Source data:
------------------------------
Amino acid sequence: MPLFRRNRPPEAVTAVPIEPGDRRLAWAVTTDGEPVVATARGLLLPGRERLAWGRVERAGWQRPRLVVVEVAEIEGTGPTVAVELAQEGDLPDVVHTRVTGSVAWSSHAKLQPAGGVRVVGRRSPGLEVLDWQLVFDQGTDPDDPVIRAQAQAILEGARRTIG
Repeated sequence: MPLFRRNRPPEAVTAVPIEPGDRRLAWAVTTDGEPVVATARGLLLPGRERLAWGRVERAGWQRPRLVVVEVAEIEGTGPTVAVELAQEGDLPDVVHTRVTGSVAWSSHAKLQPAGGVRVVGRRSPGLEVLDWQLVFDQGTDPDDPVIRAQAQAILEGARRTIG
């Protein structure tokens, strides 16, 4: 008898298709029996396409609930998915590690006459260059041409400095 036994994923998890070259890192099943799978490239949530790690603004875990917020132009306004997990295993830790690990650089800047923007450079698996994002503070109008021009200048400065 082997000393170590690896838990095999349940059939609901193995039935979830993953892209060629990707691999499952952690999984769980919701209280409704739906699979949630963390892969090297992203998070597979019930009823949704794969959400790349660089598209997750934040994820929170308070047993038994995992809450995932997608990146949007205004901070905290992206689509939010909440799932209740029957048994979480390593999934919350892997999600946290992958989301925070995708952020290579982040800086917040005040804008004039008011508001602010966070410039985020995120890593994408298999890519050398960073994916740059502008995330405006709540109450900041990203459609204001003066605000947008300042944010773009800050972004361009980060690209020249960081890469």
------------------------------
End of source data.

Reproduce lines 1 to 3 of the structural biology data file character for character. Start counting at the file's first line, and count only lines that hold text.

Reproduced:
Amino acid sequence: MPLFRRNRPPEAVTAVPIEPGDRRLAWAVTTDGEPVVATARGLLLPGRERLAWGRVERAGWQRPRLVVVEVAEIEGTGPTVAVELAQEGDLPDVVHTRVTGSVAWSSHAKLQPAGGVRVVGRRSPGLEVLDWQLVFDQGTDPDDPVIRAQAQAILEGARRTIG
Repeated sequence: MPLFRRNRPPEAVTAVPIEPGDRRLAWAVTTDGEPVVATARGLLLPGRERLAWGRVERAGWQRPRLVVVEVAEIEGTGPTVAVELAQEGDLPDVVHTRVTGSVAWSSHAKLQPAGGVRVVGRRSPGLEVLDWQLVFDQGTDPDDPVIRAQAQAILEGARRTIG
């Protein structure tokens, strides 16, 4: 008898298709029996396409609930998915590690006459260059041409400095 036994994923998890070259890192099943799978490239949530790690603004875990917020132009306004997990295993830790690990650089800047923007450079698996994002503070109008021009200048400065 082997000393170590690896838990095999349940059939609901193995039935979830993953892209060629990707691999499952952690999984769980919701209280409704739906699979949630963390892969090297992203998070597979019930009823949704794969959400790349660089598209997750934040994820929170308070047993038994995992809450995932997608990146949007205004901070905290992206689509939010909440799932209740029957048994979480390593999934919350892997999600946290992958989301925070995708952020290579982040800086917040005040804008004039008011508001602010966070410039985020995120890593994408298999890519050398960073994916740059502008995330405006709540109450900041990203459609204001003066605000947008300042944010773009800050972004361009980060690209020249960081890469």